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How to File Your Quarterly Taxes as a Freelancer

Carla Fried · December 15, 2023 · 4 min read


When you work as a freelancer, your clients pay you an agreed upon fee for your work and explicitly do not withhold any tax payments you owe on that income. The job of staying up-to-date with your federal tax payments is entirely dependent on you when you are a freelancer.

You are responsible for paying income tax, and also making required Social Security and Medicare tax payments. If you live in a state that collects income tax, you will also need to handle periodic state tax payments.

When are estimated tax payment due?

Freelancers are expected to file their estimated federal income tax and Social Security/Medicare payments four times a year.

The four quarterly estimated tax deadlines:

  • April 15th (for the first quarter of the year)

  • June 15th (for the second quarter of the year)

  • Sept 15th (for the third quarter of the year)

  • January 15th of the following year (for the 4th quarter of the previous year.)

Each quarter you are expected to make one payment that covers your income tax and Social Security/Medicare payments.

You can pay your quarterly federal estimated taxes online, using IRS Direct Pay. There is no fee if you authorize a direct debit from a bank account.

Quarterly payments are called “estimated taxes” because you don’t know exactly what your tax bill will be for the entire year. When you eventually complete your annual federal tax return you will report the estimated quarterly tax you’ve already paid. If those quarterly payments are more than what your tax return says you owe for the year you will get a refund. If your estimated tax payments don’t cover 100% of the bill, you will need to make an additional payment to the IRS.

Tip: If you have a High Deductible Health Plan (HDHP) you can reduce your tax bill by contributing to your personal health savings account (HSA). All contributions are tax deductible regardless of income up to the annual contribution limit. The lower your taxable income, the less you will owe in income tax and self-employment tax.

If you also have a state income tax, you will need to file quarterly as well; a quick web search for “estimated tax payment” and the name of your state will lead you to info on how to file.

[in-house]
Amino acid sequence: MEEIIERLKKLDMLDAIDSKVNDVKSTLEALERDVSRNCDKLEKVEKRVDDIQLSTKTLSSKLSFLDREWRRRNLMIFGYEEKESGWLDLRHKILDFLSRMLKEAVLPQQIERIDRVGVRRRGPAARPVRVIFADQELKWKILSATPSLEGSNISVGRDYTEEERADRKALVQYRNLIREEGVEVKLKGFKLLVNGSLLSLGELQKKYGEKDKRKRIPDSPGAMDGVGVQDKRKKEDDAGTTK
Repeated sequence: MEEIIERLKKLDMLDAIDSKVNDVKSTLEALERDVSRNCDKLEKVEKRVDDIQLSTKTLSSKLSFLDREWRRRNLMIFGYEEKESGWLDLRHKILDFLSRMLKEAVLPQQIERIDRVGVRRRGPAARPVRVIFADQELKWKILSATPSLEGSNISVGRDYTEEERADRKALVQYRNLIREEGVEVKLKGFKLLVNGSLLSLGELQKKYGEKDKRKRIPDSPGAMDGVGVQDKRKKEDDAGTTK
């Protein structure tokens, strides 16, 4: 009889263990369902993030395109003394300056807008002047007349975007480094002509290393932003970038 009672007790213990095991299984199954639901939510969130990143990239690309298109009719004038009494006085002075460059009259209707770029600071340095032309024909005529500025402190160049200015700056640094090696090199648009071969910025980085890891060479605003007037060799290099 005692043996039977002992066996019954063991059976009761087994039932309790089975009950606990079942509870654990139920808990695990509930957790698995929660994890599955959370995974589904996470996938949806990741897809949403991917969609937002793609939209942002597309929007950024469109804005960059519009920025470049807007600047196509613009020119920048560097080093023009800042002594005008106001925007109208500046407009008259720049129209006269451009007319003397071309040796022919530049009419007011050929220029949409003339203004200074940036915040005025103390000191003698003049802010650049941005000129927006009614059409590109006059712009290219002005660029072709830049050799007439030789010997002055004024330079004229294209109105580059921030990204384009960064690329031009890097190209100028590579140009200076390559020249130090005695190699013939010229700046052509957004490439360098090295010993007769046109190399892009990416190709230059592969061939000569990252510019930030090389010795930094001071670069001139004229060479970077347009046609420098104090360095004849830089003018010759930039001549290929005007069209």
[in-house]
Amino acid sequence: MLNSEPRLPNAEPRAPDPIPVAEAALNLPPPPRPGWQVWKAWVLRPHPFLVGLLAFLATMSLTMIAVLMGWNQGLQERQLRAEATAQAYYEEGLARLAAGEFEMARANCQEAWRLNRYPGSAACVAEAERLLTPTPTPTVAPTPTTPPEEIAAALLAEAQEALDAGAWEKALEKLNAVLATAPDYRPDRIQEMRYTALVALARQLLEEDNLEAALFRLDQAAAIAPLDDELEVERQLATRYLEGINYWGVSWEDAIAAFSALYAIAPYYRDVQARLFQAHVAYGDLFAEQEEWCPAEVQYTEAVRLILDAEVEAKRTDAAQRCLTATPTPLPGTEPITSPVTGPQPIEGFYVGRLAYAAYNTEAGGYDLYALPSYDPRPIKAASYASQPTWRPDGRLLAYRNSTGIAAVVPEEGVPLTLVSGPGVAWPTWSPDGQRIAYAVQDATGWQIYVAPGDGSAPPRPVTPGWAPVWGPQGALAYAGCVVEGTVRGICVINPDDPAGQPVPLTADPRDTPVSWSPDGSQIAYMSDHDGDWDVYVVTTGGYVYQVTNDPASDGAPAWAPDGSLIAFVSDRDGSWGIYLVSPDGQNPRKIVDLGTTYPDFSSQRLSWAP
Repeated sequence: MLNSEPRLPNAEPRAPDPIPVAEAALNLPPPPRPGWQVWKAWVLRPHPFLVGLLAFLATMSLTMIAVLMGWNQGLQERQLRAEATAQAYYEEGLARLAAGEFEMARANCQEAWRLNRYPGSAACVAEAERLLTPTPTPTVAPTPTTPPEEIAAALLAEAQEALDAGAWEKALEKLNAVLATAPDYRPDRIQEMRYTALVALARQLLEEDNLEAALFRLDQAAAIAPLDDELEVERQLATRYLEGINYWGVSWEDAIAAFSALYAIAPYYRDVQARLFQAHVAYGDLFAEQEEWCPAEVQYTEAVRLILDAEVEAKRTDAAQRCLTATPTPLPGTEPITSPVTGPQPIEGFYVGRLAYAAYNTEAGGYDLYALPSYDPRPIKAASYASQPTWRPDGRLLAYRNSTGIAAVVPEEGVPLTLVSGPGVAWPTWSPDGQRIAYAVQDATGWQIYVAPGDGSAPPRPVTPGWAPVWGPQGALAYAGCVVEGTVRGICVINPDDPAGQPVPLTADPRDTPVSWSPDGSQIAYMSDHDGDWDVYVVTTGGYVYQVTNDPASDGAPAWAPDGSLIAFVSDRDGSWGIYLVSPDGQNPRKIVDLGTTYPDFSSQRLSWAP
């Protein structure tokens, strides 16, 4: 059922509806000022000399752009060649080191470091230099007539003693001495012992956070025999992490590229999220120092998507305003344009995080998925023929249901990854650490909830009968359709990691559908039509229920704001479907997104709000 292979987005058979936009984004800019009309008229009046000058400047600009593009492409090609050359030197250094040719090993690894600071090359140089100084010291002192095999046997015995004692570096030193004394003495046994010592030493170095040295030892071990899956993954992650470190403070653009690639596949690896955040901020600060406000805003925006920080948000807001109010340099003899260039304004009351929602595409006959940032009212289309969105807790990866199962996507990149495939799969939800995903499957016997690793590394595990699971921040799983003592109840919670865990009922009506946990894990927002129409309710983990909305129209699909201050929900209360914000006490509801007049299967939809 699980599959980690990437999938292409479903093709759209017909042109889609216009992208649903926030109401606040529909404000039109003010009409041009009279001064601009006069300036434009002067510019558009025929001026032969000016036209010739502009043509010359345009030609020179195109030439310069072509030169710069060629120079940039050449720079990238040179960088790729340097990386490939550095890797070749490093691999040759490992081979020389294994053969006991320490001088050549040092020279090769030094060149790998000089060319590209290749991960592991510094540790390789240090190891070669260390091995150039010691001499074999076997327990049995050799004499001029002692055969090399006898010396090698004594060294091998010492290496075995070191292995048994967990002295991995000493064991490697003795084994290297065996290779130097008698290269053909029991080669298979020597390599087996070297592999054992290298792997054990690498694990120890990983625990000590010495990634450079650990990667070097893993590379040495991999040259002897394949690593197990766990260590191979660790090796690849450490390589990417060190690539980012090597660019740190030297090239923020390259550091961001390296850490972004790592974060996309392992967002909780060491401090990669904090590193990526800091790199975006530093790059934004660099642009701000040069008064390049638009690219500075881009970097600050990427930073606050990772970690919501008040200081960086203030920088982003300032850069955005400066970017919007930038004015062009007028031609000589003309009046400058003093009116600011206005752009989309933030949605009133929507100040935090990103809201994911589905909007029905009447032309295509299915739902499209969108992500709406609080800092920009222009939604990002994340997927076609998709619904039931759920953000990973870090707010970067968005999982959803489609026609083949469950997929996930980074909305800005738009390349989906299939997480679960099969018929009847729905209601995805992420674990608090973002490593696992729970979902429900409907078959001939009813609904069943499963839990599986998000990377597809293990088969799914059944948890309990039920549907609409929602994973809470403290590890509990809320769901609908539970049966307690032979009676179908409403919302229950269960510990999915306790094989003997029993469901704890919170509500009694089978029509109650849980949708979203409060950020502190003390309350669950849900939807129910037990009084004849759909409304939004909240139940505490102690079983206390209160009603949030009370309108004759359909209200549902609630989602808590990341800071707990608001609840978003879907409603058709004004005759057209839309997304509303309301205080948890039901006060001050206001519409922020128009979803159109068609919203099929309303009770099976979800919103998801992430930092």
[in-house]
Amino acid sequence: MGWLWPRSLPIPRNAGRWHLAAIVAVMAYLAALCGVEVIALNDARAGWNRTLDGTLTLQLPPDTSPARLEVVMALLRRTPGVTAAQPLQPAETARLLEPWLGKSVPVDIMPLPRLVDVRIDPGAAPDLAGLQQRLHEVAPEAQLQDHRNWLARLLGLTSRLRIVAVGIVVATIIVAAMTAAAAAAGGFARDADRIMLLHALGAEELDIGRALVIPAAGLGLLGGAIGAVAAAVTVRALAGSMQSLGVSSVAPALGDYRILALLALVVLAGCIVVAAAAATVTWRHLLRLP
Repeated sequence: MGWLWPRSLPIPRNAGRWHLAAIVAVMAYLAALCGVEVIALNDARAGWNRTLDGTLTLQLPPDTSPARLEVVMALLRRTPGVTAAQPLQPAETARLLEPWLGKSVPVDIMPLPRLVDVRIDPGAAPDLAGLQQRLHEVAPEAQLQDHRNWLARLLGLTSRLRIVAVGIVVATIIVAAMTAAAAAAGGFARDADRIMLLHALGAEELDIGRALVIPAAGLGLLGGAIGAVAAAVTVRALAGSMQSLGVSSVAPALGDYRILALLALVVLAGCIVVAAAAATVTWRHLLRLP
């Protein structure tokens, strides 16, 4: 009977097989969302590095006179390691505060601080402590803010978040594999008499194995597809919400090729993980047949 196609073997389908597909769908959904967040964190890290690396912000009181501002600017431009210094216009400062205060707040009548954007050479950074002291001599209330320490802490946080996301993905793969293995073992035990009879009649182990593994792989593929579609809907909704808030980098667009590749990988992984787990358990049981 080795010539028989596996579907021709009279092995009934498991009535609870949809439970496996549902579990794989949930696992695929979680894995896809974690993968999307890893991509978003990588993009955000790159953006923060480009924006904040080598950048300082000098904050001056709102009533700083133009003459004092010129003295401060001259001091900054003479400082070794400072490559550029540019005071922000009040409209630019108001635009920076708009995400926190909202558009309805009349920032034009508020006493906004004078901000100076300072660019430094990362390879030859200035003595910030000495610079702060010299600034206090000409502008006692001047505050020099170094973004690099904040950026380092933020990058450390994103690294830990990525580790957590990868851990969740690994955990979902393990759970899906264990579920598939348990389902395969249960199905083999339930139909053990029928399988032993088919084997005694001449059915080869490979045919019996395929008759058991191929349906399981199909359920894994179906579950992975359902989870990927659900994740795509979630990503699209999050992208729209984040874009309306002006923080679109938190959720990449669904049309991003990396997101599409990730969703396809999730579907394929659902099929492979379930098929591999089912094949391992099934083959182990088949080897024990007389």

How to calculate your quarterly tax payment

There are two parts to your quarterly tax payment:

  • Income Tax

  • Social Security and Medicare Tax (called Self-Employment tax)

Income Tax: If this is your first year as a freelancer, it can be tricky to know what your income tax rate will be as you will likely have significant expenses you can claim as a business deduction, which reduces your taxable income.

If you have steady income, the general rule is to file four equal quarterly payments. But the IRS is hip to the notion that freelance income can be a bit erratic, so it’s perfectly okay to send in different amounts each quarter reflecting your income for that quarter. As long as your estimated payments end up being equal to at least 90% of what you actually owe when you do your year-end return, there will be no penalty for underpaying when you made quarterly payments.

Self-employment tax

Self-employment tax includes social security and medicare taxes that individuals who work for themselves must pay. As of 2023, the self-employment tax rate is 15.3%. The rate consists of two parts: 12.4% for social security (old-age, survivors, and disability insurance) and 2.9% for Medicare (hospital insurance).

The Social Security tax rate is 12.4% for self-employed workers (as of 2023), and is levied on earnings up to an annual limit, which is set each year. Every dollar above that amount is not taxed for Social Security. While you are required to pay Social Security tax at the 12.4% rate if you are self-employed, you will able to claim half of your payment as a deduction when you eventually file your year-end tax return. You get that deduction even if you don’t file an itemized tax return.

For Medicare, your base tax rate is 2.9% (as of 2023), and it is charged on every penny of earnings. You may also an additional Medicare tax payment of 0.9% on earnings above those levels.

Get started with Lively

If you are looking for an easy-to-use health savings account to help reduce your taxable income and offer you tax-free saving, investing, and spending on health-related expenses, reach out to us at Lively.

Carla Fried

Carla Fried

Carla specializes in service journalism for news outlets including The New York Times, Money magazine, and For the past 15 years she has writen for traditional news outlets, ghostwriting books and articles for clients, creating content for major financial service firms, and editing investment newsletters and white papers.

Her work appears in The New York Times, Money Magazine, Barron's and Consumer Reports.

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Disclaimer: the content presented in this article are for informational purposes only, and is not, and must not be considered tax, investment, legal, accounting or financial planning advice, nor a recommendation as to a specific course of action. Investors should consult all available information, including fund prospectuses, and consult with appropriate tax, investment, accounting, legal, and accounting professionals, as appropriate, before making any investment or utilizing any financial planning strategy.



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